Jan. 15 (UPI) — The House voted Wednesday to send the Senate two articles of impeachment against President Donald Trump, after Democrats held onto the charging documents for a month hoping to receive some assurances there will be an impartial trial.

The lower chamber voted 228-193 to transmit the articles, which accuse Trump of abusing his power and obstructing Congress. A short time before the vote, House Speaker Nancy Pelosi assigned seven Democratic lawmakers as case managers for the Senate trial, which is now expected to begin early next week.

Pelosi will sign the resolution later Wednesday during an “engrossment ceremony,” which will be followed by a procession through the U.S. Capitol rotunda to present the articles in person to the secretary of the Senate.

The Democratic case managers, who will present the case against Trump at trial, are intelligence committee chairman Rep. Adam Schiff, judiciary committee chairman Rep. Jerry Nadler, and Reps. Hakeem Jeffries of New York, Val Demings of Florida, Zoe Lofgren of California, Jason Crow of Colorado and Sylvia Garcia of Texas.

“Today is an important day,” Pelosi said at a press briefing Wednesday morning. “The emphasis is making the strongest possible case to protect and defend our constitution, to seek the truth for the American people.

“The Constitution and our oaths to protect it are at stake. That’s what the Senate must consider.”

“The managers of the impeachment trial of the president are public servants committed to protecting our Constitution — and have the litigation and courtroom experience necessary to execute this task,” she added in a tweet.

The White House, meanwhile, is finalizing the legal team that will defend Trump. Jay Sekulow, Trump’s personal attorney, said he’s part of the team headed by White House counsel Pat Cipollone.

Cipollone and Sekulow will be joined on the team by White House attorneys Patrick Philbin and Michael Purpura, the Washington Examiner reported.

The charges against Trump stem from his dealings with Ukraine last year — specifically, his efforts pressing Kiev to investigate Democratic presidential candidate Joe Biden and his son, a former board member of a Ukrainian gas company.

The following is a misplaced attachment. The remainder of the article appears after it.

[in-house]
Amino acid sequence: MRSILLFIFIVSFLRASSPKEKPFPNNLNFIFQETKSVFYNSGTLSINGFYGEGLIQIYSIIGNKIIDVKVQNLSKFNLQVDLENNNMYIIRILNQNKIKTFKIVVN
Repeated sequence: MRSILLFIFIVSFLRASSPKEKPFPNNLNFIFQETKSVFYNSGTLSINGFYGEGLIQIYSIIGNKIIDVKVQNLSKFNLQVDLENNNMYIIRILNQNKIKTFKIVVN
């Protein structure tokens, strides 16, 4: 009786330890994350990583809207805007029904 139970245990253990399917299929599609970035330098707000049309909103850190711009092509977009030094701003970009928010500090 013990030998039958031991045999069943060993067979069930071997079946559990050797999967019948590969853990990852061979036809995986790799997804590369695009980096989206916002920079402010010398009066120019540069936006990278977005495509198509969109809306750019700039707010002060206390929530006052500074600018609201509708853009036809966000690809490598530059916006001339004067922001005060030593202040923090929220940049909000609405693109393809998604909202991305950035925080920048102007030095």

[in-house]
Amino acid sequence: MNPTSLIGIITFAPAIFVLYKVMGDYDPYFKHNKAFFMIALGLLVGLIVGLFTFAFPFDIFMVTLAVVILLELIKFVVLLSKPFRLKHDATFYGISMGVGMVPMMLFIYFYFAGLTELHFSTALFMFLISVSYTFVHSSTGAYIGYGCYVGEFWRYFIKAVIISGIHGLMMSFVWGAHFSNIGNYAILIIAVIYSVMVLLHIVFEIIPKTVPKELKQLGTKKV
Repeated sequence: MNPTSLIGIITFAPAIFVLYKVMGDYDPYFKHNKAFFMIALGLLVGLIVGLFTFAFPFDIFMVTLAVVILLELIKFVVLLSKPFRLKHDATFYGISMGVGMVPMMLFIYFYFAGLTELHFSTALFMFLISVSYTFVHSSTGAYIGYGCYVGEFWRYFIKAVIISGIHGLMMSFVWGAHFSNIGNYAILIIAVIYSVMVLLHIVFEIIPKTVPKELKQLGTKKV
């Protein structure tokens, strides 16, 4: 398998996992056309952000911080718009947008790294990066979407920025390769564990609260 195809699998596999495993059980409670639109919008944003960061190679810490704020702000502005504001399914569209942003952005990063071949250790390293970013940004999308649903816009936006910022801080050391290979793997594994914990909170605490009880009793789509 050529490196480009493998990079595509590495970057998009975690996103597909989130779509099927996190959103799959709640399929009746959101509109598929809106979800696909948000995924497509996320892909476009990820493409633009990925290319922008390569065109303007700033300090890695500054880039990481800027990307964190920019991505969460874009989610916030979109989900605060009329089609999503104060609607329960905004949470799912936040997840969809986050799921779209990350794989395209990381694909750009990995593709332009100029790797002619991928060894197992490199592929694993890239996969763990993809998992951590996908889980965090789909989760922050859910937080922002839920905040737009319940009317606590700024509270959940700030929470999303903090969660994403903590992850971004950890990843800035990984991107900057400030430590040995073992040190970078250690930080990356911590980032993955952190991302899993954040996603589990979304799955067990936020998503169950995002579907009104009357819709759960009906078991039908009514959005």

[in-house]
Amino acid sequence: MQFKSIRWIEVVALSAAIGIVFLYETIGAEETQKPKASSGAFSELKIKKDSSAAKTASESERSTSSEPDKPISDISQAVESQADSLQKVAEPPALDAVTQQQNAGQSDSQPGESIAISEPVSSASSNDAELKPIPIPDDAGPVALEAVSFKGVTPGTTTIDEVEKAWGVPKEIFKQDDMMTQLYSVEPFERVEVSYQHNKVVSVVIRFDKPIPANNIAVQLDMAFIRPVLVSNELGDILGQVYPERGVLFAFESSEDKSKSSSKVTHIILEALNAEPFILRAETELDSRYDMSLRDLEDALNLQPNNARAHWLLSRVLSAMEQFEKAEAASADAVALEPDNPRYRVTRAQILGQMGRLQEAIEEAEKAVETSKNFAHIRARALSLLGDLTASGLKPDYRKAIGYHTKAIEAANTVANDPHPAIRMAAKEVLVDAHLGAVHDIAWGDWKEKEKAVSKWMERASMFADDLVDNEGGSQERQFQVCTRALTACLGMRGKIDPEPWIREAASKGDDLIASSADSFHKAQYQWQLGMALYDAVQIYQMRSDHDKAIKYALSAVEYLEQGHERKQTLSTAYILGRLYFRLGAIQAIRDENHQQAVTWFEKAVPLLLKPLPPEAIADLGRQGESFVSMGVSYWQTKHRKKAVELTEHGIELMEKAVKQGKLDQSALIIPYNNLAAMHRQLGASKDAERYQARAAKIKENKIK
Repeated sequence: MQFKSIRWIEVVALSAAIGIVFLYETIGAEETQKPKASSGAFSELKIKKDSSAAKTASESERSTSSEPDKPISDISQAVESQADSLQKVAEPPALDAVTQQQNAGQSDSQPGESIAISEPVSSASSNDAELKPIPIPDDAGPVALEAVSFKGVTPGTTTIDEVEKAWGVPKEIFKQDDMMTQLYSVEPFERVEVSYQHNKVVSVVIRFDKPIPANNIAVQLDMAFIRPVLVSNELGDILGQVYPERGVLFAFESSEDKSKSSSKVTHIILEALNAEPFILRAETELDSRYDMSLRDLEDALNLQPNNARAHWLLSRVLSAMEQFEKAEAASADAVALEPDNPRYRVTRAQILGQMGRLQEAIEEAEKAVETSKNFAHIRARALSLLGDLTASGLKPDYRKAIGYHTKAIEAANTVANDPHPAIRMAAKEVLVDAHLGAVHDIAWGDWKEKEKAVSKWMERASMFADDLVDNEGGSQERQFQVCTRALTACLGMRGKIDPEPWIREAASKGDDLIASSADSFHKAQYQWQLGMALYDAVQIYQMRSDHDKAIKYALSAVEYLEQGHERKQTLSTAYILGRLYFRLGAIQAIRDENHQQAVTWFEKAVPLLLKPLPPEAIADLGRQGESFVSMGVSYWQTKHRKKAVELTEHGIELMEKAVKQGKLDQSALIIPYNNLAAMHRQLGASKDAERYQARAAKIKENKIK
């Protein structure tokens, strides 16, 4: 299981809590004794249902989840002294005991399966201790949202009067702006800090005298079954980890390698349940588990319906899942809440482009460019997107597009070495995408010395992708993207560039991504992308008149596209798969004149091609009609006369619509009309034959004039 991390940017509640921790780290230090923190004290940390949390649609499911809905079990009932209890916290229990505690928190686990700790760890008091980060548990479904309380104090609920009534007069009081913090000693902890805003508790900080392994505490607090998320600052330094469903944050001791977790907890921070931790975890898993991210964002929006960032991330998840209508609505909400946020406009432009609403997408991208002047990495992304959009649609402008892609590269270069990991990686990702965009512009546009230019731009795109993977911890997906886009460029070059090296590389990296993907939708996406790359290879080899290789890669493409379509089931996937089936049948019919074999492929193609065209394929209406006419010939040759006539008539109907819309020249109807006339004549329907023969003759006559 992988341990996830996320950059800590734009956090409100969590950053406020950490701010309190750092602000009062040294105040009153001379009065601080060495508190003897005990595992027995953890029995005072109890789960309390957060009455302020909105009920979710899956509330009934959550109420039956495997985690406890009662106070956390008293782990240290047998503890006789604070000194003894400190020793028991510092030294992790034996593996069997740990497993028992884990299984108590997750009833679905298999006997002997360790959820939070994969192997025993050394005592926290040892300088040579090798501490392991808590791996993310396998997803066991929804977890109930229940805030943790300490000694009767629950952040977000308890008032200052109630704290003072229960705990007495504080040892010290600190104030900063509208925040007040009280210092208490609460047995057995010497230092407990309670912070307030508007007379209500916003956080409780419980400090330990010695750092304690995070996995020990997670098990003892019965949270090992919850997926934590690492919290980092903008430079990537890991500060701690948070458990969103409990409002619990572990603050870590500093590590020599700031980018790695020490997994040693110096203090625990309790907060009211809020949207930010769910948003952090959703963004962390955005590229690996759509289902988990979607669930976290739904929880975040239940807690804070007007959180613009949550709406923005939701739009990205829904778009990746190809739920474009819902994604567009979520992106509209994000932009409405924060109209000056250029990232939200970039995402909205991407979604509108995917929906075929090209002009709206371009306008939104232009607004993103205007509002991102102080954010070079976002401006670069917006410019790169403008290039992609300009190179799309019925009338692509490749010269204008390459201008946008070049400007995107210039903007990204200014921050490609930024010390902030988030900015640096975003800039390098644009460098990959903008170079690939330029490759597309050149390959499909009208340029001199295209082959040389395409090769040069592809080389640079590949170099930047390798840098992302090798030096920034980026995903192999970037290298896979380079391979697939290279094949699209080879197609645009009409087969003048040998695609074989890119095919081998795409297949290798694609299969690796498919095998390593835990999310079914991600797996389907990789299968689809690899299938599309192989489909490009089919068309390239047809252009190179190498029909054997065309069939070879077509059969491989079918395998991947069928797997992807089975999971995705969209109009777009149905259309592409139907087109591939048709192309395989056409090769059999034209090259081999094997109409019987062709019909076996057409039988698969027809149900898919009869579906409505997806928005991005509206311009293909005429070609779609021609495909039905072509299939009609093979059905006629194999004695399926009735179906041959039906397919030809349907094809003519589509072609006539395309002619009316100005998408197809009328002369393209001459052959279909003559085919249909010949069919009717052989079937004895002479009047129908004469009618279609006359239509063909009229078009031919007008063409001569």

Cipollone, 53, has been a vocal critic of the House’s impeachment process and is considered the main force behind White House efforts that blocked most witnesses in the administration from testifying during the lower chamber’s inquiry.

An Oct. 8 White House letter called the process “partisan and unconstitutional” and made a case for a broad interpretation of executive privilege covering nearly every aspect of presidential conduct.

Pelosi and Senate Democratic leader Charles Schumer hoped to persuade Senate Republican leader Mitch McConnell to allow certain witnesses and new evidence at trial. The stalemate ended, however, when the Kentucky Republican said this week he’s already secured enough support in the chamber to move ahead without Democrats’ involvement.

House Democrats released an example of the new evidence on Tuesday — documents they say shows Trump attorney Rudy Giuliani pressed Ukraine to investigate the Bidens. They said the records, provided by an attorney for Giuliani associate Lev Parnas, also indicate U.S. Ambassador to Ukraine Marie Yovanovitch had been placed under surveillance.

Yovanovitch, who was removed from her diplomatic post last May, was among a number of witnesses who testified during the House impeachment hearings. She said Trump mounted a “smear campaign” as retaliation for her opposition to Giuliani’s efforts in Ukraine.

In light of the new evidence, Yovanovitch is now calling for an investigation of the surveillance claims, which she called “disturbing.”



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